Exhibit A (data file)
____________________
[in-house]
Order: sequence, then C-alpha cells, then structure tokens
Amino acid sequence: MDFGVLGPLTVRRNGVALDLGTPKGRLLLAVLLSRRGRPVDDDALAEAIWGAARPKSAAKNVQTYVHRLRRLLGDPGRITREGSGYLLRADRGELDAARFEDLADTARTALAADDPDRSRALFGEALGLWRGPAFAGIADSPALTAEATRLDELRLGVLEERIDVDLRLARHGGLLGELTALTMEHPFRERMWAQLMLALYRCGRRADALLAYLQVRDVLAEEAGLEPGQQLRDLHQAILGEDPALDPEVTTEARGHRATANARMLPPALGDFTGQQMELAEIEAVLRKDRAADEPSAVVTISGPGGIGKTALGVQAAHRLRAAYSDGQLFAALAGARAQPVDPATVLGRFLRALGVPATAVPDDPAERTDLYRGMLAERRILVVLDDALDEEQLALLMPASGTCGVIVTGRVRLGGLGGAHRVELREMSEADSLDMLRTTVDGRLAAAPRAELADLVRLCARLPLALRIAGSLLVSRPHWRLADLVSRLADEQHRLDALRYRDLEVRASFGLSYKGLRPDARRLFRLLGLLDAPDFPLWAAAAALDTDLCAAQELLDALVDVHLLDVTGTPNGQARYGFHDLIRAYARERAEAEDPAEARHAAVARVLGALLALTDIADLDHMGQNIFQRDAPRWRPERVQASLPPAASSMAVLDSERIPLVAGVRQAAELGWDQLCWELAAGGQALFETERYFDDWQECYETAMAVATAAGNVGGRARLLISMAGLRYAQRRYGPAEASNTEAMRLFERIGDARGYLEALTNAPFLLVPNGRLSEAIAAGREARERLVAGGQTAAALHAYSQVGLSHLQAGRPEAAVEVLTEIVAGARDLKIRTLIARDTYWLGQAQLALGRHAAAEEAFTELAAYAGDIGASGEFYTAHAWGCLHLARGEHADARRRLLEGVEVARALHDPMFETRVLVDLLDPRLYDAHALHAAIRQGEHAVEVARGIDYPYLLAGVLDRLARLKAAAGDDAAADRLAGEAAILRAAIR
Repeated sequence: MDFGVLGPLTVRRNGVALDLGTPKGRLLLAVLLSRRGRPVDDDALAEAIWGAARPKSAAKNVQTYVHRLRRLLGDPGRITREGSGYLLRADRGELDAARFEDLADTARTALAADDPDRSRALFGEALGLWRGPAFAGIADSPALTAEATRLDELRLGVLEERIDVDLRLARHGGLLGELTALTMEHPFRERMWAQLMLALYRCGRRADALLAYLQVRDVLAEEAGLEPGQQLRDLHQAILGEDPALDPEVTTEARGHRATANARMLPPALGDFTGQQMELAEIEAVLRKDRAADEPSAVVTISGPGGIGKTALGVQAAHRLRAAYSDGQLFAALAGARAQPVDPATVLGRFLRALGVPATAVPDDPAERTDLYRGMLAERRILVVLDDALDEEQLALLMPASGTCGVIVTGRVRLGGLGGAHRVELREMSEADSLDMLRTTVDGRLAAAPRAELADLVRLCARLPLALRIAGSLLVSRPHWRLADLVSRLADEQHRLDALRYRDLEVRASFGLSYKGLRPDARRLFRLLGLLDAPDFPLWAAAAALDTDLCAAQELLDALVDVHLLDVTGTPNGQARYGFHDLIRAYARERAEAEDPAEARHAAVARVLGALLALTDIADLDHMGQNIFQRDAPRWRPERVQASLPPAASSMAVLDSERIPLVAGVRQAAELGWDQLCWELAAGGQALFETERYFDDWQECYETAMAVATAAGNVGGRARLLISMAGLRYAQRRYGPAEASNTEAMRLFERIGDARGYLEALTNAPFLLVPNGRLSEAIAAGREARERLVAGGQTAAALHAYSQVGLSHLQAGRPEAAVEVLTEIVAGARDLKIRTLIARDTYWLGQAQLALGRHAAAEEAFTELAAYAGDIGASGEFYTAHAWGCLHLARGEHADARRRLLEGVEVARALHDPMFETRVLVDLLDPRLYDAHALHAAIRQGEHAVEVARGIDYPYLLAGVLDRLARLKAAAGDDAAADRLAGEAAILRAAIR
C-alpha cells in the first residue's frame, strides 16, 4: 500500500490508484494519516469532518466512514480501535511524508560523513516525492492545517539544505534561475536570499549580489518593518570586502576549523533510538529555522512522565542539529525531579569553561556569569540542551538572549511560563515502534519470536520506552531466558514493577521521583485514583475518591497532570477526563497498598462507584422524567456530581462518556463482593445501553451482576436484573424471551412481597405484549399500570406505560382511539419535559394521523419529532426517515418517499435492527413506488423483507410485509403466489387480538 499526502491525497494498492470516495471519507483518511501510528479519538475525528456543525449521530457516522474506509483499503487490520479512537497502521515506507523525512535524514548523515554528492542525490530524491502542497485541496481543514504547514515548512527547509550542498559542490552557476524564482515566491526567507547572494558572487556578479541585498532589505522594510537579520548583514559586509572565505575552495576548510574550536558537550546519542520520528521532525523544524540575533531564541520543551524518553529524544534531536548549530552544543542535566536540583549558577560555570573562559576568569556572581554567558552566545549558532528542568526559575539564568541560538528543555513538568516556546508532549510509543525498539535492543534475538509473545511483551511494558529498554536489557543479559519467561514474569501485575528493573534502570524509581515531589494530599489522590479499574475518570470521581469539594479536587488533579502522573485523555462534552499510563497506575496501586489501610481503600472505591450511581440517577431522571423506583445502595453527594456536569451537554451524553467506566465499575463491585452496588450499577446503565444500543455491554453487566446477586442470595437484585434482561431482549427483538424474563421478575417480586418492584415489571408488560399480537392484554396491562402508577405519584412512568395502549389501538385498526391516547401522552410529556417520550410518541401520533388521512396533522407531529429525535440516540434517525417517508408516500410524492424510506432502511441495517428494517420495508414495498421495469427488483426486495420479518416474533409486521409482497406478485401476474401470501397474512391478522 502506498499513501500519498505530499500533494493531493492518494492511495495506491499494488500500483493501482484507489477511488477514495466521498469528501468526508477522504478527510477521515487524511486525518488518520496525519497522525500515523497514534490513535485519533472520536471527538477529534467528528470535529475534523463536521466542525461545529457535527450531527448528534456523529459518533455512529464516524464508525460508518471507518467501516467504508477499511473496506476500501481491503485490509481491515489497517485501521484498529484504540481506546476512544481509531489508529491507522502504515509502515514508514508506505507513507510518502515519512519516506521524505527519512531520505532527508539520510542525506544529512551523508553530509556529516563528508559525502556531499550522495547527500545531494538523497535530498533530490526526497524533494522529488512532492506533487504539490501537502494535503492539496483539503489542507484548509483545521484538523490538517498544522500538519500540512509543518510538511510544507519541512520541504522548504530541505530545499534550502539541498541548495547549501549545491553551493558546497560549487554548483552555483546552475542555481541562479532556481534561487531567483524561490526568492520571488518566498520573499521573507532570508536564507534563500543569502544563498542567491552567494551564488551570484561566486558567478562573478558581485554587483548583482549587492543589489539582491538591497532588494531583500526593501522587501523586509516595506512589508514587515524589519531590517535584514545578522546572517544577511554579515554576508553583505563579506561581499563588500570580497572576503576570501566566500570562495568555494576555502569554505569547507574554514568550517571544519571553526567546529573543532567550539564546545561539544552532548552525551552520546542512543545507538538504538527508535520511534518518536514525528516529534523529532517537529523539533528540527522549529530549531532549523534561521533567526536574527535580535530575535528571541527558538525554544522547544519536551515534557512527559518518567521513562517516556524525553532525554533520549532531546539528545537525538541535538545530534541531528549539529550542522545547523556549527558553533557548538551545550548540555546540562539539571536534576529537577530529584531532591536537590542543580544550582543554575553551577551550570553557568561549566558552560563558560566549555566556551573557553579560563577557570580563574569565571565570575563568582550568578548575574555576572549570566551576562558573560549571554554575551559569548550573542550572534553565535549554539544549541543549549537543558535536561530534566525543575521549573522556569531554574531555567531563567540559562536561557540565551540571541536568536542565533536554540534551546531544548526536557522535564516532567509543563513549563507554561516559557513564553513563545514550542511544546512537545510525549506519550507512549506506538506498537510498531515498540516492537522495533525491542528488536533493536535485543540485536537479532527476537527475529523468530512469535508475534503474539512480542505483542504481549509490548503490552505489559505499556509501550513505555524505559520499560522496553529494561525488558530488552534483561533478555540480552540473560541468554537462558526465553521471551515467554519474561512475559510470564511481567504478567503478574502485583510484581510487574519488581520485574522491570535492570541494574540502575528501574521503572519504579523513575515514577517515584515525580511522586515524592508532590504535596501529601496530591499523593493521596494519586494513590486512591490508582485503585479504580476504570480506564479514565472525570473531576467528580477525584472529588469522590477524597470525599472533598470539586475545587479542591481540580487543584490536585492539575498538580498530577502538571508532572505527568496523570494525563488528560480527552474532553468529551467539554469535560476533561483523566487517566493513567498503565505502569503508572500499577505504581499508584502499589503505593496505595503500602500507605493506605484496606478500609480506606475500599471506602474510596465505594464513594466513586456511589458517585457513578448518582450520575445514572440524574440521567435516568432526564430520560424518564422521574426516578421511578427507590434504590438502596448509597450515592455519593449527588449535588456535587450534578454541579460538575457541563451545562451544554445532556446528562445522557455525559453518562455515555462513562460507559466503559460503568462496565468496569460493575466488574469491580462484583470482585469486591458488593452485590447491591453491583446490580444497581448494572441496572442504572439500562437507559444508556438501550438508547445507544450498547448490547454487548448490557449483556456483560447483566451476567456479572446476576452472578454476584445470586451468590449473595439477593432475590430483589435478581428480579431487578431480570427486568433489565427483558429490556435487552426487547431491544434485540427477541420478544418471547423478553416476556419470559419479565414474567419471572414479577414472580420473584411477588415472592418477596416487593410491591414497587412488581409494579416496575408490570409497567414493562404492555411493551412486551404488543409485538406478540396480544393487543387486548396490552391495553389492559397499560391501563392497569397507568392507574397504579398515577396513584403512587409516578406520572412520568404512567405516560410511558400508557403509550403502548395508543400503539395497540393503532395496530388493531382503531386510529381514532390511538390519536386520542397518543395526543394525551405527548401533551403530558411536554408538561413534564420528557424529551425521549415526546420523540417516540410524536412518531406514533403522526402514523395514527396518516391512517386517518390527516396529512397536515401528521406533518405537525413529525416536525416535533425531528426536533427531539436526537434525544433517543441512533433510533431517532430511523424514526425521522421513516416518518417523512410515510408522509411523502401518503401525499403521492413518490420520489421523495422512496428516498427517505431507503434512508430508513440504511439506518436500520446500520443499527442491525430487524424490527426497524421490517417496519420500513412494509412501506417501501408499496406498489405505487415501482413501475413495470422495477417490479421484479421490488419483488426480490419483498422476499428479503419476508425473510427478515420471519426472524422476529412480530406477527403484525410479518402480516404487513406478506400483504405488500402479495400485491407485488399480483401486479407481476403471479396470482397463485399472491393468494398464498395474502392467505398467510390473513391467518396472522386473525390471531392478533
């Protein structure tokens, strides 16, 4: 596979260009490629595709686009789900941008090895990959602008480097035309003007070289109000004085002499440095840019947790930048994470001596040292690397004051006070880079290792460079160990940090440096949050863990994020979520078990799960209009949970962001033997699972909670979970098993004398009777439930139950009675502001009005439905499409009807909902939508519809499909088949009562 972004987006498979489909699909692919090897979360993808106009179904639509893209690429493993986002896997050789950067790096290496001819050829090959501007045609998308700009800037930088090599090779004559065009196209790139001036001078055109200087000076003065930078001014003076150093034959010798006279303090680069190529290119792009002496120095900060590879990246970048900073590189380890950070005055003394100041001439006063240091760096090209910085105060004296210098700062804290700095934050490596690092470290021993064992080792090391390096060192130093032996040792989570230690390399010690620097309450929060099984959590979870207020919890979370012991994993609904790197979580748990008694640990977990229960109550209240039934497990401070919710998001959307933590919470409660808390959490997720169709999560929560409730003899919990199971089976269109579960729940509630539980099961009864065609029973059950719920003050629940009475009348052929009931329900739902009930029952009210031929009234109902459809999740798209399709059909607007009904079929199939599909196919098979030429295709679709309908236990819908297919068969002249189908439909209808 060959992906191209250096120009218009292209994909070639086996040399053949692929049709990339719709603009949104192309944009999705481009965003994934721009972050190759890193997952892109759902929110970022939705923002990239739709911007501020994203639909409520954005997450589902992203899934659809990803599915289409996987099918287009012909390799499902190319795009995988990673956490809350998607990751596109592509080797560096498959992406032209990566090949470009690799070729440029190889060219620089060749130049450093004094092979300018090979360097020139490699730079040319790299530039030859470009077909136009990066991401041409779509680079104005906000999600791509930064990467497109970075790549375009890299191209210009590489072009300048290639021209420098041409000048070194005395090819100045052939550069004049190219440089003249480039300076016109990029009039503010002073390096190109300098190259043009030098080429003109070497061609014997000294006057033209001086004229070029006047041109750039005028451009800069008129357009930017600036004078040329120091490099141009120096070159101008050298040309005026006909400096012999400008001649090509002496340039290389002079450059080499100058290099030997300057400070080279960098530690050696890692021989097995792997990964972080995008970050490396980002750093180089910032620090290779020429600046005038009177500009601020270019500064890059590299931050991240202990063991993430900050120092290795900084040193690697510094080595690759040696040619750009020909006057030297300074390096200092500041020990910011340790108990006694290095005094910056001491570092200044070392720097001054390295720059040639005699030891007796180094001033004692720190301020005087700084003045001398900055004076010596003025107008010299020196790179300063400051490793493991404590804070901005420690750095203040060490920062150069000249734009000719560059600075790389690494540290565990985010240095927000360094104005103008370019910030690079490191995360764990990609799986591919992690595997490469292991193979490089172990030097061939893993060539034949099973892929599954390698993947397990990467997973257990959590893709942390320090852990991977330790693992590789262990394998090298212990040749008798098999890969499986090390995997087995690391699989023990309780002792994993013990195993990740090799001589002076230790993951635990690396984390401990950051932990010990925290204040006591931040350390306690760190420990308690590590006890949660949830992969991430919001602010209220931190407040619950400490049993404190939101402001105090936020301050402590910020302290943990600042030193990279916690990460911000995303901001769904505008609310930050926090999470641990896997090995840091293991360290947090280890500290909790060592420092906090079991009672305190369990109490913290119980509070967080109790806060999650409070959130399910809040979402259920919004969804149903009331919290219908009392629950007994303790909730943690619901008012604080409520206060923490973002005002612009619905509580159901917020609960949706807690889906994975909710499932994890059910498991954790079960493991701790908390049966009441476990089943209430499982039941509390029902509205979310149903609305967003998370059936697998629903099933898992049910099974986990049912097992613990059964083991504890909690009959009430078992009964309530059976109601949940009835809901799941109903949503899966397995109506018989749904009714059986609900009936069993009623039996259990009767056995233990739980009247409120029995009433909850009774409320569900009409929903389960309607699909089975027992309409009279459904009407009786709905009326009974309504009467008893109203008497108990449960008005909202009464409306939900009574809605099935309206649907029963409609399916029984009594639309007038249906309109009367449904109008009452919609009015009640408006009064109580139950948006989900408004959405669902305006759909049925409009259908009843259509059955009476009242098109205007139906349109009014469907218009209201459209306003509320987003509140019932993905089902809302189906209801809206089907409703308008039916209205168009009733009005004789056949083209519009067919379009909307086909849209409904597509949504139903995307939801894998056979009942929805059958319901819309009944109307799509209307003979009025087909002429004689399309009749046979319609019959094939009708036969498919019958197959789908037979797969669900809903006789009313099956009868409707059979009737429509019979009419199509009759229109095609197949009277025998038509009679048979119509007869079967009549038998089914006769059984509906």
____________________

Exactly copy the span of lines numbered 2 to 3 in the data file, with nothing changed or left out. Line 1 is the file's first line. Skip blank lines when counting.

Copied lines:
Order: sequence, then C-alpha cells, then structure tokens
Amino acid sequence: MDFGVLGPLTVRRNGVALDLGTPKGRLLLAVLLSRRGRPVDDDALAEAIWGAARPKSAAKNVQTYVHRLRRLLGDPGRITREGSGYLLRADRGELDAARFEDLADTARTALAADDPDRSRALFGEALGLWRGPAFAGIADSPALTAEATRLDELRLGVLEERIDVDLRLARHGGLLGELTALTMEHPFRERMWAQLMLALYRCGRRADALLAYLQVRDVLAEEAGLEPGQQLRDLHQAILGEDPALDPEVTTEARGHRATANARMLPPALGDFTGQQMELAEIEAVLRKDRAADEPSAVVTISGPGGIGKTALGVQAAHRLRAAYSDGQLFAALAGARAQPVDPATVLGRFLRALGVPATAVPDDPAERTDLYRGMLAERRILVVLDDALDEEQLALLMPASGTCGVIVTGRVRLGGLGGAHRVELREMSEADSLDMLRTTVDGRLAAAPRAELADLVRLCARLPLALRIAGSLLVSRPHWRLADLVSRLADEQHRLDALRYRDLEVRASFGLSYKGLRPDARRLFRLLGLLDAPDFPLWAAAAALDTDLCAAQELLDALVDVHLLDVTGTPNGQARYGFHDLIRAYARERAEAEDPAEARHAAVARVLGALLALTDIADLDHMGQNIFQRDAPRWRPERVQASLPPAASSMAVLDSERIPLVAGVRQAAELGWDQLCWELAAGGQALFETERYFDDWQECYETAMAVATAAGNVGGRARLLISMAGLRYAQRRYGPAEASNTEAMRLFERIGDARGYLEALTNAPFLLVPNGRLSEAIAAGREARERLVAGGQTAAALHAYSQVGLSHLQAGRPEAAVEVLTEIVAGARDLKIRTLIARDTYWLGQAQLALGRHAAAEEAFTELAAYAGDIGASGEFYTAHAWGCLHLARGEHADARRRLLEGVEVARALHDPMFETRVLVDLLDPRLYDAHALHAAIRQGEHAVEVARGIDYPYLLAGVLDRLARLKAAAGDDAAADRLAGEAAILRAAIR